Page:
I’m here to debunk all the things you may have heard about doing an English degree as I’m sure you may naturally have your reservations. English is such a broad subject that allows you to draw on many different areas of knowledge, this means that once you have finished your degree you can go down so many different career paths. You are not just confined to one job; it opens many doors for you. As well as this you will find that at QMUL you experiment with many different mediums in English.
If you’re like me and struggled with English at A-level you may be worried that this isn’t the degree for you; however, that is not the case. At A-level you’re confined to certain texts and rules you have to follow in your essay writing but at university you’re allowed so much more creative freedom. This is where your writing style can flourish. At QMUL especially there’s a lot of room to draw on other subjects you may have studied and not just focus solely on literature. For me, I excelled at poetry, something I never cared for because I had the opportunity to create a piece of artwork and analyse it allowing me to use my art skills and fully express myself. Likewise, with one of our modules allowing us to explore creative writing I realised this is something I enjoyed where before I couldn’t stand it. This is because I was able to write about my own experiences and express my own opinions. Some of my modules even had me utilising things I learned from the humanities, which came to me as a surprise.
English at QMUL:
You may be thinking that this isn’t what you signed up for however, your first year will include loads of different literary pathways that help you experiment to see what your good at and enjoy, so in your second year you are able to specialise in the areas you like. The good thing about English at QMUL is that you have a choice, you are given the option to create artwork, analyse film/music or you can just stick to literature if that’s what you prefer. Another thing I appreciated was the focus on coursework, I struggled in a level because of exam pressure and having to memorise quotes constantly, but here I have been able to submit essays with my full knowledge and dedicated enough time to writing it.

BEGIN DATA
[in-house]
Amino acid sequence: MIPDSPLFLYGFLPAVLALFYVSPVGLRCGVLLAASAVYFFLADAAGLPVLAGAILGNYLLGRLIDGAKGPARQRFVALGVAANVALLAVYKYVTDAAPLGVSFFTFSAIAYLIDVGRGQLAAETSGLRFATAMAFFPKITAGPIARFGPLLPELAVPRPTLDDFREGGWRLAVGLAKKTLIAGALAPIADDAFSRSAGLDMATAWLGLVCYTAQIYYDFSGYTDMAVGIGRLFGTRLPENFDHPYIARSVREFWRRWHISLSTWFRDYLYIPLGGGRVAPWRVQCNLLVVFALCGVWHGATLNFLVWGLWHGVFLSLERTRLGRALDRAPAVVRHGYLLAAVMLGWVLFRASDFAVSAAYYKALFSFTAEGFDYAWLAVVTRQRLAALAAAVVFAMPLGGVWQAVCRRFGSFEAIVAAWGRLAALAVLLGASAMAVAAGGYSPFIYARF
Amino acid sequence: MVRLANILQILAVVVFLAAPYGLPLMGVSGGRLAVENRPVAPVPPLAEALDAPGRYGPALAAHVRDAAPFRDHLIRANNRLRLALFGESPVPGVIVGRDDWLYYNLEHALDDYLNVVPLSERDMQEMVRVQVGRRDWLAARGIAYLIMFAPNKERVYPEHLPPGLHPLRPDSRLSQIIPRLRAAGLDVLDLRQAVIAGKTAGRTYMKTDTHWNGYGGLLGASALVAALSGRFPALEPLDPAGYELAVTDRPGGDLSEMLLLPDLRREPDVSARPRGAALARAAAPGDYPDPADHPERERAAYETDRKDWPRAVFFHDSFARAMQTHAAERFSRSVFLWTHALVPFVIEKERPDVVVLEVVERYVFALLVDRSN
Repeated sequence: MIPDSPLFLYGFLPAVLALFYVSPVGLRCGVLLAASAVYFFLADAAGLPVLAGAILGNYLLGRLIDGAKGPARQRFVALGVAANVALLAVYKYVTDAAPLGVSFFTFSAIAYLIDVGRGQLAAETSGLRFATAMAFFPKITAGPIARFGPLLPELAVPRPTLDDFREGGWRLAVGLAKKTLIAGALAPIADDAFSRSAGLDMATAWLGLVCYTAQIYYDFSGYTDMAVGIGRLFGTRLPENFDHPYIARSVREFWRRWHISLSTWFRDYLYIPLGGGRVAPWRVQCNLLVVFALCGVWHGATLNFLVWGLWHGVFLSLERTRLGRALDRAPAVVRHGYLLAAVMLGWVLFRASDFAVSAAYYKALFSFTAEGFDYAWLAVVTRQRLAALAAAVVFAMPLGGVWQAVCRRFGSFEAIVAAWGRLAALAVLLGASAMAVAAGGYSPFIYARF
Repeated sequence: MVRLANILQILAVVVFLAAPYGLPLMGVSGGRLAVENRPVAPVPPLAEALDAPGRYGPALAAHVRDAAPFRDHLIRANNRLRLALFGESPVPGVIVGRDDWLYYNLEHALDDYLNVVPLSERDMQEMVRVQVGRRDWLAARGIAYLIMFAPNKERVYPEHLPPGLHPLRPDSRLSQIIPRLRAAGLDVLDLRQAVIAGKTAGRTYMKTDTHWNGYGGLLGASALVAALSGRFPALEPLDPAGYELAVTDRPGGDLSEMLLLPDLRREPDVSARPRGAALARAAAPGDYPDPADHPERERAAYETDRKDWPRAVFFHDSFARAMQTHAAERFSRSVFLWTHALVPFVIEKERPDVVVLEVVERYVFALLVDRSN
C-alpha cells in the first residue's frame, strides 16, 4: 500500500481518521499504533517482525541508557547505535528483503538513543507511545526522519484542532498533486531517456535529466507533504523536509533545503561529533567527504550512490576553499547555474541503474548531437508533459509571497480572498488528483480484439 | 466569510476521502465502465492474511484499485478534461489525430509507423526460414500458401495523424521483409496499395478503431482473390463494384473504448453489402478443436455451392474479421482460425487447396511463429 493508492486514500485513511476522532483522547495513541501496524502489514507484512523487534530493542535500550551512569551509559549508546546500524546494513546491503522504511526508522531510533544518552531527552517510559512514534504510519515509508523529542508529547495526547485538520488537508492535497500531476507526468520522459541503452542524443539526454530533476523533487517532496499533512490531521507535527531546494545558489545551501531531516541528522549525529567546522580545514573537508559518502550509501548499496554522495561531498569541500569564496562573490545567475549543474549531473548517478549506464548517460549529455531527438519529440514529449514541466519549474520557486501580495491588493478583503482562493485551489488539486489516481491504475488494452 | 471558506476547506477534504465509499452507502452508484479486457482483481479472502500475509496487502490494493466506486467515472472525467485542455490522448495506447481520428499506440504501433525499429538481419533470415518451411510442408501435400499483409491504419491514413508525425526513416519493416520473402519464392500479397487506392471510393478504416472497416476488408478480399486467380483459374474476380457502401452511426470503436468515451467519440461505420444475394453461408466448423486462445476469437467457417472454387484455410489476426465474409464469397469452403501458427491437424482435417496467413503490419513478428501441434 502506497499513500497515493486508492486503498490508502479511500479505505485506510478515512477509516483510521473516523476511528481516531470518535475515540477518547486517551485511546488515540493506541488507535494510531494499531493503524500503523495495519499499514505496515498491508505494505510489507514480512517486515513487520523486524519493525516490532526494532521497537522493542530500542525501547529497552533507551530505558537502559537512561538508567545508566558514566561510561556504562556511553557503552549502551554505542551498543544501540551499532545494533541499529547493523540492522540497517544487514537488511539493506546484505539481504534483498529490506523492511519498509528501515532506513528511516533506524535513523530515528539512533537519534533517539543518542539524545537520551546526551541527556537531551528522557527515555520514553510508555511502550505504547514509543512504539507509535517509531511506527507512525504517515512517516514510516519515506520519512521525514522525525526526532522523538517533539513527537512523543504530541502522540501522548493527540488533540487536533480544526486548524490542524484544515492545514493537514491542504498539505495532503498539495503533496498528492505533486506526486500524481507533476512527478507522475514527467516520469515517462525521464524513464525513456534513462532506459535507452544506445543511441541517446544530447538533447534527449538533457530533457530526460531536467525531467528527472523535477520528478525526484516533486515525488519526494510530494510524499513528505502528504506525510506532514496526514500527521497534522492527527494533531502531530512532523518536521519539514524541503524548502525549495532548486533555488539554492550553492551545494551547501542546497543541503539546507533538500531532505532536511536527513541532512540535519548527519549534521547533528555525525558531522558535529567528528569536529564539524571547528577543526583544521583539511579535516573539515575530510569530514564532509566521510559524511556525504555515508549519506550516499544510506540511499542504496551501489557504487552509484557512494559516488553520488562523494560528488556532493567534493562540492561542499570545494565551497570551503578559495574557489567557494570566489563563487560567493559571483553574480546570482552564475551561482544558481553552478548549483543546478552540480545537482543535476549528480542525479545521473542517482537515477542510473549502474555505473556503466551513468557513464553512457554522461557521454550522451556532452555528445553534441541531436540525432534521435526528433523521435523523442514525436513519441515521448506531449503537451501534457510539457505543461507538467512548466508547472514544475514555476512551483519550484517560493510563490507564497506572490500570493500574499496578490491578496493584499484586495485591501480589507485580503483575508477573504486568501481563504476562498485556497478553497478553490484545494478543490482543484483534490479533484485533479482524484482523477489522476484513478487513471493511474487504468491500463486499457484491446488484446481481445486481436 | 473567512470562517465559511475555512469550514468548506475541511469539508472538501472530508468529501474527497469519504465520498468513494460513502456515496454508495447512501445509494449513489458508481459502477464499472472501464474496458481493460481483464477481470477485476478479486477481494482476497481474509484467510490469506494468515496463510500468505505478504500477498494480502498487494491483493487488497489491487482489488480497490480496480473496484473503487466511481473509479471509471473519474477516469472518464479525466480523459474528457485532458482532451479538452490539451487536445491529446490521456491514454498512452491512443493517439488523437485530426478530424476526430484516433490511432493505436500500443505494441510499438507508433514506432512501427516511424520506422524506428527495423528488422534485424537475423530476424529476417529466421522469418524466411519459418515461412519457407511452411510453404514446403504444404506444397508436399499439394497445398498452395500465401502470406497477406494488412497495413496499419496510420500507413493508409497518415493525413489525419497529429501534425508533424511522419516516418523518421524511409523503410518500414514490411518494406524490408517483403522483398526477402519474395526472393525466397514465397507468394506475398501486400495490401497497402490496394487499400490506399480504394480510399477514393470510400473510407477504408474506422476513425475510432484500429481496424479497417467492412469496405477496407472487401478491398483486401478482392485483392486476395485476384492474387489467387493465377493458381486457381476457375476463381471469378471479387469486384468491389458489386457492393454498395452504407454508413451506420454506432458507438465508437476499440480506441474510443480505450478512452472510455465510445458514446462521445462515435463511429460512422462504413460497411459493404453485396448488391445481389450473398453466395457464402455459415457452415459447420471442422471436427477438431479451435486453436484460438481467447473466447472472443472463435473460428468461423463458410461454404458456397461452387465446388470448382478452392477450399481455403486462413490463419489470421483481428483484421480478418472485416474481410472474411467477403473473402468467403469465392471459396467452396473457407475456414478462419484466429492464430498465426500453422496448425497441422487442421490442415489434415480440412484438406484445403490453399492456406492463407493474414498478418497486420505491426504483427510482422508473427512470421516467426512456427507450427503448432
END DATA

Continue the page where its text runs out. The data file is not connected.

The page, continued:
That being said, you are still studying English and the key fundamentals of reading and writing are still there, you just have a lot more freedom and opportunity to try new things. So, if you’re thinking I didn’t like it at A-level or I didn’t do so well, don’t let that stop you, you may have just the things you need!
If you were eligible for early clearing this would have opened on the 5 July, but the main clearing for all students opens on results day the 17 August at 8 am.
How to apply?
Ring our clearing hotline with your grades, UCAS id, and the course you want to study ready. If your grades match the requirements and the degree has vacancy you will be issued a verbal offer of your acceptance. Then you will be given a 24 hour deadline to self release yourself from an existing university or add a clearing choice on your UCAS application using the code for your degree you want to study. Once this is done and your grades are verified you will receive final confirmation of your acceptance.
What courses are available?
Not every degree will be available for clearing due to limited spots, so we advise you to use the clearing course finder on our website to check if we your course is available. When you call the hotline they will inform you if the course has space.
What is the 24 hour deadline?